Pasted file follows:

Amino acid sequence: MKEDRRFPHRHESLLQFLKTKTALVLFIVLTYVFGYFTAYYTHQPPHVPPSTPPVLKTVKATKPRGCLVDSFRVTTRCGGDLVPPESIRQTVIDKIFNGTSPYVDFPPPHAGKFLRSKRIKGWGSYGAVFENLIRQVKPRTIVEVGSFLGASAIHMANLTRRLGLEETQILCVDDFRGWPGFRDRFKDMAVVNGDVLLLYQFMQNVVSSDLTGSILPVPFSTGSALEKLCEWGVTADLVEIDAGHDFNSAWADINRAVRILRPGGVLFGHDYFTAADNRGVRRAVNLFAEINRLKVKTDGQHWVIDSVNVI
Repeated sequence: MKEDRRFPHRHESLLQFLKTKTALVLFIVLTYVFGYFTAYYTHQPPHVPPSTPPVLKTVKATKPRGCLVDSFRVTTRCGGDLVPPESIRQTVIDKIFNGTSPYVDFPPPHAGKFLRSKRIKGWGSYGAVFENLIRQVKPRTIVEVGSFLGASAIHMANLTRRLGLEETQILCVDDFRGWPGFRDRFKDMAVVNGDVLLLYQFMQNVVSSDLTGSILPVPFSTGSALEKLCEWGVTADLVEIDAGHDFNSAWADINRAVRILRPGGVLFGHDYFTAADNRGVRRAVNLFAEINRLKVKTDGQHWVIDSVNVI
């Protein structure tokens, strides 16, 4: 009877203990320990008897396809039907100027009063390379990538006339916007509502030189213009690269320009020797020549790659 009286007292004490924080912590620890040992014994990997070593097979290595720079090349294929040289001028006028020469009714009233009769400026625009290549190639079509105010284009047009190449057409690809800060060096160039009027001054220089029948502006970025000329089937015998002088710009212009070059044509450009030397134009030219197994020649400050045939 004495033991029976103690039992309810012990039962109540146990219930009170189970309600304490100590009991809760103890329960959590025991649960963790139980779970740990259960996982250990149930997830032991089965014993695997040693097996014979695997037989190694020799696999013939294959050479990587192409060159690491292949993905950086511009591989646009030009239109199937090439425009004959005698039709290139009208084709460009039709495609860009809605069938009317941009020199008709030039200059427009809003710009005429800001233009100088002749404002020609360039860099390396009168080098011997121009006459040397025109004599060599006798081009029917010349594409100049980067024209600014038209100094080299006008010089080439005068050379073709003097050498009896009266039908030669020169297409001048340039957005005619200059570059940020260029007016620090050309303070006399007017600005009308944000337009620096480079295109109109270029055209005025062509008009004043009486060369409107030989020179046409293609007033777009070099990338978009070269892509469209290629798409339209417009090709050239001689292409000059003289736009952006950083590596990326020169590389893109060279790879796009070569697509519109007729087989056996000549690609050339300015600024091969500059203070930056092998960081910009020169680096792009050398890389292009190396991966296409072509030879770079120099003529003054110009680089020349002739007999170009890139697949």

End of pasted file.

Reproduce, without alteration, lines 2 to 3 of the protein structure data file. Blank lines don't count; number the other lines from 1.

Repeated sequence: MKEDRRFPHRHESLLQFLKTKTALVLFIVLTYVFGYFTAYYTHQPPHVPPSTPPVLKTVKATKPRGCLVDSFRVTTRCGGDLVPPESIRQTVIDKIFNGTSPYVDFPPPHAGKFLRSKRIKGWGSYGAVFENLIRQVKPRTIVEVGSFLGASAIHMANLTRRLGLEETQILCVDDFRGWPGFRDRFKDMAVVNGDVLLLYQFMQNVVSSDLTGSILPVPFSTGSALEKLCEWGVTADLVEIDAGHDFNSAWADINRAVRILRPGGVLFGHDYFTAADNRGVRRAVNLFAEINRLKVKTDGQHWVIDSVNVI
């Protein structure tokens, strides 16, 4: 009877203990320990008897396809039907100027009063390379990538006339916007509502030189213009690269320009020797020549790659 009286007292004490924080912590620890040992014994990997070593097979290595720079090349294929040289001028006028020469009714009233009769400026625009290549190639079509105010284009047009190449057409690809800060060096160039009027001054220089029948502006970025000329089937015998002088710009212009070059044509450009030397134009030219197994020649400050045939 004495033991029976103690039992309810012990039962109540146990219930009170189970309600304490100590009991809760103890329960959590025991649960963790139980779970740990259960996982250990149930997830032991089965014993695997040693097996014979695997037989190694020799696999013939294959050479990587192409060159690491292949993905950086511009591989646009030009239109199937090439425009004959005698039709290139009208084709460009039709495609860009809605069938009317941009020199008709030039200059427009809003710009005429800001233009100088002749404002020609360039860099390396009168080098011997121009006459040397025109004599060599006798081009029917010349594409100049980067024209600014038209100094080299006008010089080439005068050379073709003097050498009896009266039908030669020169297409001048340039957005005619200059570059940020260029007016620090050309303070006399007017600005009308944000337009620096480079295109109109270029055209005025062509008009004043009486060369409107030989020179046409293609007033777009070099990338978009070269892509469209290629798409339209417009090709050239001689292409000059003289736009952006950083590596990326020169590389893109060279790879796009070569697509519109007729087989056996000549690609050339300015600024091969500059203070930056092998960081910009020169680096792009050398890389292009190396991966296409072509030879770079120099003529003054110009680089020349002739007999170009890139697949």